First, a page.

Dominique has figured out ways to deal with these uncomfortable situations. Learning to deal, I think, sums her up. She strikes me as a person who can learn to deal with anything. Accounting would be a perfect example, “I hated accounting – I used to pour a glass of wine to study for it.” She stated coyly, sipping on some wine in the midday, not quite autumn sun.
Her school track record shows distinctions and favourable results. A high school career any parent would be proud of. Her life then led to Stellenbosch. Her eyes light up every time she mentions her family and leaving them behind in Pretoria was rough. Yet a decision she says was one of the best she has ever made. A time to set sail for different shores. Strolling from class to the café through Stellenbosch, she points out locations and giggles at the memories she has acquired over the course of her 3 years.
Dominique’s life is steered by her will to discover and the confidence to overcome any bad weather. Her power to keep going comes from her brothers it seems, shoveling the coal into the furnace engine providing more steam. Her direction and guidance originates from the lighthouse operated by her ever present father and the boats exterior is made out of her will to fight and win.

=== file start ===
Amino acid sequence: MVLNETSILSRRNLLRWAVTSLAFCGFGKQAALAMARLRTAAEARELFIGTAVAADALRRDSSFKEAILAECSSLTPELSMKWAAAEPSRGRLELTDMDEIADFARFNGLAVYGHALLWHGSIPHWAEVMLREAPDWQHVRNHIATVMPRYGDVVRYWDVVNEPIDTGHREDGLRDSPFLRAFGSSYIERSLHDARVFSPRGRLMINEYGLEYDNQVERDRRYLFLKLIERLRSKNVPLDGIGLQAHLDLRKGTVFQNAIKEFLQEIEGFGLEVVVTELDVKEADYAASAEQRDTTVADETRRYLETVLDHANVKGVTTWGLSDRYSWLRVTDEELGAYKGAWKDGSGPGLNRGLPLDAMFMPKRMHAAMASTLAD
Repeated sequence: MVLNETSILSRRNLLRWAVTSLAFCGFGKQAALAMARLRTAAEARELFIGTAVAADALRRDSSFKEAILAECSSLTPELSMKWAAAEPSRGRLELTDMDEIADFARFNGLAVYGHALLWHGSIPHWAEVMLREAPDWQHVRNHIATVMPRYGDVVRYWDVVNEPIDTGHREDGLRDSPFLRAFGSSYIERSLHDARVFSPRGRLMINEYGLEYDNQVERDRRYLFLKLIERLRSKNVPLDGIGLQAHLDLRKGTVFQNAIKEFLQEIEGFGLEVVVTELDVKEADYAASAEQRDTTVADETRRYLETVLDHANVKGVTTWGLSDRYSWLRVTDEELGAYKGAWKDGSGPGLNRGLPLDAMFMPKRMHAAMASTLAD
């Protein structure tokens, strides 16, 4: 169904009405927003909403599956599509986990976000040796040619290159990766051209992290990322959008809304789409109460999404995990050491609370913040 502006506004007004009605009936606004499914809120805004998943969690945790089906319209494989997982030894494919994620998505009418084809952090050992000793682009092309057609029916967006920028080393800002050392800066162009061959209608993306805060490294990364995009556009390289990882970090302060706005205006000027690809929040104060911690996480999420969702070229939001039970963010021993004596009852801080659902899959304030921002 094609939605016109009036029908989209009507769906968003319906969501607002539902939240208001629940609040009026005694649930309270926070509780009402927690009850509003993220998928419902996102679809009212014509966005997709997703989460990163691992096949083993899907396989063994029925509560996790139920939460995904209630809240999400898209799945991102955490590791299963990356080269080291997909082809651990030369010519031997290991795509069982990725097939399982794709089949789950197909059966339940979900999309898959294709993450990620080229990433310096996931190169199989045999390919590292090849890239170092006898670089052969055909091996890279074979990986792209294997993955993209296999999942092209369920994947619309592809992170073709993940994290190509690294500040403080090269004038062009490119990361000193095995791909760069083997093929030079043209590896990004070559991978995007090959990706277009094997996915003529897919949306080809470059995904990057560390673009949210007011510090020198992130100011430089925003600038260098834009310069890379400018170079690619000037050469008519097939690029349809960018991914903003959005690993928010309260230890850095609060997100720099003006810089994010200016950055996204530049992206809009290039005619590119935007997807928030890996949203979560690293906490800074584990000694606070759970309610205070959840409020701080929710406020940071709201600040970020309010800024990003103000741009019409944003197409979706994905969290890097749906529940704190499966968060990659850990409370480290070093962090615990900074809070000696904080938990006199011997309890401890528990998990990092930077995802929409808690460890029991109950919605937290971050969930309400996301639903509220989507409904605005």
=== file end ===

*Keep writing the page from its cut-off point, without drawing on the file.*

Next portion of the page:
Her hands seem to be shooing away imaginary flying critters as she explains her existence. She seems like the type who would shoo-away rather than destroy. “A constant change of scenery, friends and schools combined with time spent among a bunch of sibling brothers, makes you a varied person – girly yet sporty, creative yet logical – a life open to any avenue,” stated Dominique.
A caring individual and the longer I speak with her, I feel she would be a wonderful person to speak to in a time of need – a person who would understand, no matter what. A notion backed up by her close friend, Jolandi van Niekerk who adds, “You can trust her with your life. You will never EVER hear her speak badly about someone else.”
While describing her life of varied experience and the paradox of personality traits, she drew a cartoon type dog seemingly being attacked by a UFO. She has green chalk on her left cheek after touching her face at the delightful anguish of it all.
I wanted to find out more about her mother and prodded lightly at the topic. Her parents divorced when she was 3. Her dad won custody over the children straight after the parents break and Dominique hasn’t seen her mom since her third grade. A visibly uncomfortable Dominique tells of how her mom wasn’t in the right place to have a child. The effects are still palpable. Yet the other aspects of her life stay in place and cushion this blow. It seems like Dominique has taken this absence in her stride and let it lie behind her, much like the landscape she sails away from.
A miracle baby, who can get through anything it seems. Much adversity yet Dominique still stands, rudder in hand, brothers giving her the strength to push on and dad helping her find her way. She leaves behind the challenges of the past in her wake and using these lessons she has learnt as her sails, she directs life’s gale to her advantage and to her port of calling.